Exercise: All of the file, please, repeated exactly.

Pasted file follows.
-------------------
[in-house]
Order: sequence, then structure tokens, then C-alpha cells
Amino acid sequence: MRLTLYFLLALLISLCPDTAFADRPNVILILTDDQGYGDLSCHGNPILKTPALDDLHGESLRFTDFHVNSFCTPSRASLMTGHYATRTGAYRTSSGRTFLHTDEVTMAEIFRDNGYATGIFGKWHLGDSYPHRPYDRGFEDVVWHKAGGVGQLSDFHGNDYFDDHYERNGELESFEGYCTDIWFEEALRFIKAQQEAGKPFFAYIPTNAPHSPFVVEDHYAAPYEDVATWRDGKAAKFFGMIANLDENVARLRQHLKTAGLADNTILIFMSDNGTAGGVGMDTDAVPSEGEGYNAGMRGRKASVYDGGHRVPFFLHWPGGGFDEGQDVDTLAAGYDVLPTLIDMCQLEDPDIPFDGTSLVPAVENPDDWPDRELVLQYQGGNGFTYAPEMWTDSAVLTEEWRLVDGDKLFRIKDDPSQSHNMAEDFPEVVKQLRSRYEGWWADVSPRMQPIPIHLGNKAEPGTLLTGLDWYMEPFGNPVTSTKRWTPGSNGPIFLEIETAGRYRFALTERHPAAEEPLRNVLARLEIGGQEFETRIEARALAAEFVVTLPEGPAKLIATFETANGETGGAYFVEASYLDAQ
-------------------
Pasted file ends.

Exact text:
[in-house]
Order: sequence, then structure tokens, then C-alpha cells
Amino acid sequence: MRLTLYFLLALLISLCPDTAFADRPNVILILTDDQGYGDLSCHGNPILKTPALDDLHGESLRFTDFHVNSFCTPSRASLMTGHYATRTGAYRTSSGRTFLHTDEVTMAEIFRDNGYATGIFGKWHLGDSYPHRPYDRGFEDVVWHKAGGVGQLSDFHGNDYFDDHYERNGELESFEGYCTDIWFEEALRFIKAQQEAGKPFFAYIPTNAPHSPFVVEDHYAAPYEDVATWRDGKAAKFFGMIANLDENVARLRQHLKTAGLADNTILIFMSDNGTAGGVGMDTDAVPSEGEGYNAGMRGRKASVYDGGHRVPFFLHWPGGGFDEGQDVDTLAAGYDVLPTLIDMCQLEDPDIPFDGTSLVPAVENPDDWPDRELVLQYQGGNGFTYAPEMWTDSAVLTEEWRLVDGDKLFRIKDDPSQSHNMAEDFPEVVKQLRSRYEGWWADVSPRMQPIPIHLGNKAEPGTLLTGLDWYMEPFGNPVTSTKRWTPGSNGPIFLEIETAGRYRFALTERHPAAEEPLRNVLARLEIGGQEFETRIEARALAAEFVVTLPEGPAKLIATFETANGETGGAYFVEASYLDAQ